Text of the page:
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HEALTHY HAPPENINGS August 2013

Grand County Wellness Center
Focusing On What Really Matters


Grand County Wellness Center
Dr. Ray Andrew and Physician Assistant Keely Fitzgerald

These days, everyone’s attention is focused on cancer. This makes sense since it is estimated that one in eight American women will have breast cancer during her lifetime, and that’s just one of many cancers that plague Western society. However, what might come as a surprise to some is that heart disease kills more American men and women than all forms of cancer combined.

Why aren’t we as a society doing a better job of preventing and treating heart disease? As with everything in medicine, the answer has to do with money. But that is the subject of another article. While Grand County Wellness Center cannot change what government, insurers, hospitals, and other doctors do, staff providers routinely help one patient at a time identify and change specific risk factors, thereby preventing disease instead of waiting until it happens.

Twelve years ago Dr. Andrew trained with a group of preventive cardiologists who taught him that standard cholesterol testing has very limited value in predicting heart disease. It is stunning that even today, patients and doctors alike talk about the traditional cholesterol numbers as if they mean something. When studies demonstrate that half of people with heart attacks have normal cholesterol—and many of these are already taking statin drugs—this should be a clue that the cholesterol theory of heart disease is missing the boat. Doctors are looking at the wrong numbers and trying to make those numbers better with drugs instead of identifying and treating the true underlying causes of heart disease. It should not surprise anyone then, when they get a "clean bill of health" from their doctor shortly before their heart attack!

Grand County Wellness Center staff do not waste patients’ money on traditional cholesterol testing. Instead, they order advanced tests that reveal a lot more about what's going on in patients’ arteries. They sit down with patients to review test results, discuss any abnormalities identified, and provide options. Because drugs are the least-effective and highest-risk agents for preventing and treating heart disease, those who are looking for an artificial chemical solution to their problems will usually be disappointed. Ironically, medical schools do not teach future doctors about several of the causes of heart disease. Why? Because there is no drug to treat them. Instead, the treatments are already found in nature. As much as multinational drug conglomerates would like to, they can't patent the foods, vitamins, minerals, herbs, and hormones that have prevented and treated heart disease—and so many other diseases—for thousands of years.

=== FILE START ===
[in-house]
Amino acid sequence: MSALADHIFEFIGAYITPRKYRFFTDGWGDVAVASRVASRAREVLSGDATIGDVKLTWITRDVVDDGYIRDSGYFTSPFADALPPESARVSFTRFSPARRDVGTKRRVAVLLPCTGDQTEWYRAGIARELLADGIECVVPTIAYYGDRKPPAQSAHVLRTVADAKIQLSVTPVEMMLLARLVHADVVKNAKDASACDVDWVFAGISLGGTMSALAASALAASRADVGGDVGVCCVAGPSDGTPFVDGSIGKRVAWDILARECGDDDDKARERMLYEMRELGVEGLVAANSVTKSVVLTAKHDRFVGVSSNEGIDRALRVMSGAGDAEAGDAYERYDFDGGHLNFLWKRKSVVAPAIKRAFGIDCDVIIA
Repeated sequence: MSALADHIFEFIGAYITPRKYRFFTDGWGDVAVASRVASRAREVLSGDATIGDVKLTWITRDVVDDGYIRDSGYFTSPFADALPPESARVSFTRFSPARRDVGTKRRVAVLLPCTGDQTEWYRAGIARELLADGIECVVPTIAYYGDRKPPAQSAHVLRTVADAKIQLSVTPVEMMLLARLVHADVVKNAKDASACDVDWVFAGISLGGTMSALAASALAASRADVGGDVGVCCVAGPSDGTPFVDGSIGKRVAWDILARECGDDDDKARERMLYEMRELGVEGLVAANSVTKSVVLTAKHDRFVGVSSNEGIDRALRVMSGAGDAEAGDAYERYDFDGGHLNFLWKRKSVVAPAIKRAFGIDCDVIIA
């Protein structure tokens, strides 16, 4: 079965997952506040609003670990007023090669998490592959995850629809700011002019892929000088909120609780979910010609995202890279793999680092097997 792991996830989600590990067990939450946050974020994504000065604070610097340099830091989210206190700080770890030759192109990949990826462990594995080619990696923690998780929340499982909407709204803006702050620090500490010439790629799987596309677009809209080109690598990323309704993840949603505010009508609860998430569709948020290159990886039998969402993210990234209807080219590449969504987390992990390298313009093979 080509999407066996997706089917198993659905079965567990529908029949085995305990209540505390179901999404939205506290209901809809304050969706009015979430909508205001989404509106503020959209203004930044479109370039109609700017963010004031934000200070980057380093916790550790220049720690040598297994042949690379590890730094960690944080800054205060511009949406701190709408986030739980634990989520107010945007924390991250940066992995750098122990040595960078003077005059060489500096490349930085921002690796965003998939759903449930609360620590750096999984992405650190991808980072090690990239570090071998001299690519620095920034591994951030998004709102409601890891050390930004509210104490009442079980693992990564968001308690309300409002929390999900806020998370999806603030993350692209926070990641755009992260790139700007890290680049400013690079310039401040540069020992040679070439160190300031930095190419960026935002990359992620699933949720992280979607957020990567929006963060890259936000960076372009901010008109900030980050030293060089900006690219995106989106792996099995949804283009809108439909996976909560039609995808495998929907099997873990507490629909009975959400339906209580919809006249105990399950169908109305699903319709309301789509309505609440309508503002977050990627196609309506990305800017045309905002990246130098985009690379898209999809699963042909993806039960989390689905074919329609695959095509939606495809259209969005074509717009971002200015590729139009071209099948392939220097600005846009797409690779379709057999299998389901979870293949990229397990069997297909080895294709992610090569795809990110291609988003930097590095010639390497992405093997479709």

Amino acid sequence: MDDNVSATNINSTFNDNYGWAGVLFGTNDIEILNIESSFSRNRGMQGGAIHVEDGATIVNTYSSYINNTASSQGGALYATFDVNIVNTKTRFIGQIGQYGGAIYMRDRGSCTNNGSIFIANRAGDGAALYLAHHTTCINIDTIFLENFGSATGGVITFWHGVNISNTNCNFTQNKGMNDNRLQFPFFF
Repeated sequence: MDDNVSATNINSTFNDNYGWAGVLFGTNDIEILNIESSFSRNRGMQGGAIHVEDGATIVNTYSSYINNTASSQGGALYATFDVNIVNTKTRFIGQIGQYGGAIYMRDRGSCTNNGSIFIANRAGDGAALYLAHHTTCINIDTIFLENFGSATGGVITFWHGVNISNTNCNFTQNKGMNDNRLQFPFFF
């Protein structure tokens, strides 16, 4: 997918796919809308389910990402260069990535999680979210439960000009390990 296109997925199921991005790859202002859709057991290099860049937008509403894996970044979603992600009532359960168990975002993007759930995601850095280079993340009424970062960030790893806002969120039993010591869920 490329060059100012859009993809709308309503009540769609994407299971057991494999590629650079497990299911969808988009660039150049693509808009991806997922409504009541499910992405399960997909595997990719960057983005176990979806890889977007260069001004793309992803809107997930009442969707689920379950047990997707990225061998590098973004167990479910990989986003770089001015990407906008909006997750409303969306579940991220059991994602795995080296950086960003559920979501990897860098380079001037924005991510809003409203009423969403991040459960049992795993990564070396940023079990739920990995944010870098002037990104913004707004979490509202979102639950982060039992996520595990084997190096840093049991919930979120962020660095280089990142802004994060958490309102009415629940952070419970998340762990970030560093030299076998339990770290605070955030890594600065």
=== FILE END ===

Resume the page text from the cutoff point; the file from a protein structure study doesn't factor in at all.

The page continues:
Fortunately—the body being a wondrous symphony of chemical and electromagnetic activity—many of the factors that prevent heart disease also prevent cancer and other diseases. Thankfully, patients don’t have to leave Grand County to find cutting-edge diagnostic and treatment regimens to restore that symphony. In fact, many come to Moab from Salt Lake City, Denver, and places even farther away because they are unable to obtain these services in the big cities. Not surprisingly, GCWC patients often discover that treatments they have been receiving for years are now starting to be recognized by their cardiologists and even some popular media medical advisers. GCWC is continually expanding its services, bringing breakthroughs from around the world to bear on common problems for which drugs and surgery have limited effectiveness. Due to a relentless pursuit of the latest in medical science and technology, you can always count on GCWC to be ahead of the curve—even in Moab.

 
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